This is a relevant step before choosing an appropriate dissertation topic. You could lose valuable time and a lot of research could go to waste if you haven’t read over the university’s guidelines for the dissertation before working on it. For example, working on a dissertation while employing a particular methodology that is not acceptable for the university or undertaking research that goes beyond the scope of your educational program could only cause trouble for you later on.
Therefore, your dissertation should be, first and foremost, tailored to suit your study program. It is good to understand if there are any areas the university doesn’t promote research on or if there are research areas to choose from, make note of the word count and methodologies that are prescribed. Also, consider your deadlines rationally before you choose a topic. It is always a good idea to stick to research territories that aren’t alien to you if time is of concern to you.
Checking University Requirements: A Checklist
- Area of research – offered or not, any existing restrictions on certain research topics, encouraged areas of research, etc.
- Methodologies that can be employed
- Word count for the dissertation or thesis
- Deadlines and other important dates
- Formatting or stylistic requirements for the dissertation or thesis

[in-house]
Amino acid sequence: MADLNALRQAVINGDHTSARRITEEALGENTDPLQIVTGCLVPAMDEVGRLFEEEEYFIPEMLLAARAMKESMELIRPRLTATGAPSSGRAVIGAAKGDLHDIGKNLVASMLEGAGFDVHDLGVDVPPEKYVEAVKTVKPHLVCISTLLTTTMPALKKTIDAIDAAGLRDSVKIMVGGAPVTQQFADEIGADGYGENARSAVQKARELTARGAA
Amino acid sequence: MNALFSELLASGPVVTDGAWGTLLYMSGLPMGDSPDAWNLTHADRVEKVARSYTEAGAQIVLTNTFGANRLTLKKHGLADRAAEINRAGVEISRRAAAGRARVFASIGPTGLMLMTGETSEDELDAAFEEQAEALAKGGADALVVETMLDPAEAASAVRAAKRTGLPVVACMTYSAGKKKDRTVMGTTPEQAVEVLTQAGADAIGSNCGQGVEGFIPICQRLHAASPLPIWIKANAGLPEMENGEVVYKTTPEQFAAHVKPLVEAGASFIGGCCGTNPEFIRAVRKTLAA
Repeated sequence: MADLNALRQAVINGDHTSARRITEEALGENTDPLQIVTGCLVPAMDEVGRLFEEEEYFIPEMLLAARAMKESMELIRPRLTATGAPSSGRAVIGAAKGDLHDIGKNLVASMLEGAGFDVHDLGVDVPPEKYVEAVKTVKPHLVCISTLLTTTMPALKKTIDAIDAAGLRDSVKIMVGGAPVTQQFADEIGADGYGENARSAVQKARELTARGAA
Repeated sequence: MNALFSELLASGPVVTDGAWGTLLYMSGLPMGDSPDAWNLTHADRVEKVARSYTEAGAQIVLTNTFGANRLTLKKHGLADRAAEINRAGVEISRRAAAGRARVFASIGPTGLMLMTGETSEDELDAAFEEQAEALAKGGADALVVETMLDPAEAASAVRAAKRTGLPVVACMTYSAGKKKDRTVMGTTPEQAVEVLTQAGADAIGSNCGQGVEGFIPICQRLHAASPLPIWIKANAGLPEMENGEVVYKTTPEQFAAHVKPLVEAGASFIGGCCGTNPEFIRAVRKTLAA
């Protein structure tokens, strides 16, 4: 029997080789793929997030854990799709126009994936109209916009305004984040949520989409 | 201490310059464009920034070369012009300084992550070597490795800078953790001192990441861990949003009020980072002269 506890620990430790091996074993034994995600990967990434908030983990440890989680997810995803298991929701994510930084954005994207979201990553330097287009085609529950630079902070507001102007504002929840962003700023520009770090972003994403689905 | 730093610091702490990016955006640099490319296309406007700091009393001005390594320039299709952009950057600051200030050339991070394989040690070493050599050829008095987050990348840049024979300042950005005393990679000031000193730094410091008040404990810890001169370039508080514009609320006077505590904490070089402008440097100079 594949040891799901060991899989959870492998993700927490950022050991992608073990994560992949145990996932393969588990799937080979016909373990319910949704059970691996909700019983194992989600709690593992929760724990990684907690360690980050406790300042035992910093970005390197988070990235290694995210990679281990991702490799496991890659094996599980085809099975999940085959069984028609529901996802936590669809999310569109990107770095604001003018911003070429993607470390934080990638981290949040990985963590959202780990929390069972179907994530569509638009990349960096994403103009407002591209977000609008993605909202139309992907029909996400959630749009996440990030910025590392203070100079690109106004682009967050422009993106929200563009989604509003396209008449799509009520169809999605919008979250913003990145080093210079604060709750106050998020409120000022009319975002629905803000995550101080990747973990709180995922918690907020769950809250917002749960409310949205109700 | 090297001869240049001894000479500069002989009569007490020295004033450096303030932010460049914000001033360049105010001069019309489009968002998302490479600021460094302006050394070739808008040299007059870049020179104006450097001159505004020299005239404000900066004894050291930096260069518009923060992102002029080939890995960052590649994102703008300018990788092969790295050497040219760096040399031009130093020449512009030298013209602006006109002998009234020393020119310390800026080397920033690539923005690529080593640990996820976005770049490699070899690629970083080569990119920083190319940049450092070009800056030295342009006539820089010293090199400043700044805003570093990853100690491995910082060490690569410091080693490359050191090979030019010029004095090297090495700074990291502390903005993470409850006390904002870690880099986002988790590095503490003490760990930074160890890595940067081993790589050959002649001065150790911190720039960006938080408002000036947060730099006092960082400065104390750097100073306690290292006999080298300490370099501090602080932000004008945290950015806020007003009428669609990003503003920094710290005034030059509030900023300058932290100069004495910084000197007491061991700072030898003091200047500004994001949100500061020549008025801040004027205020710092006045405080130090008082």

- Availability of resources from the university – research materials, time and resources allocated for surveys, etc.
- Support from management – Understanding how much support you will get from your professors and others is essential to gauge before choosing
Step 2: Find a suitable research topic
Finding the topic for your dissertation can be a harrowing process for many as this requires you to select and stick to one specific area for an extended period. It should be an area that immensely interests you as you will be spending a considerable amount of time reading and responding to papers on that particular area. It should also be an area where you feel something worthy to add on to—an area that you believe would satiate and hone your inner intellectual itch.
If you need help in finding the appropriate research topic, you can head over to our detailed guide for the steps involved while choosing a topic for your dissertation writing.
The key pointers to keep in mind while choosing a dissertation topic are briefed below:
- Identifying your area of interest: This is the first main step to consider before you decide on the topic for your dissertation writing. You need to identify the broader area of study from which you can narrow down your topic. You could draw from your current knowledge and identify the areas that interest you.
- Gathering appropriate resources: This will help you understand the availability of resources in your area and broaden your understanding of the particular area. This step will help you get a preliminary idea about the existing research in the area as well as in identifying resources that will be useful for you. Both of these will possibly help you narrow it down to your dissertation topic.
- Choosing a dissertation title: Once you have gathered some materials and developed a generic understanding of the area, you could narrow down your area of interest into a particular niche. Once you have found that particular academic territory, choosing your topic according to your preferences should be easy enough.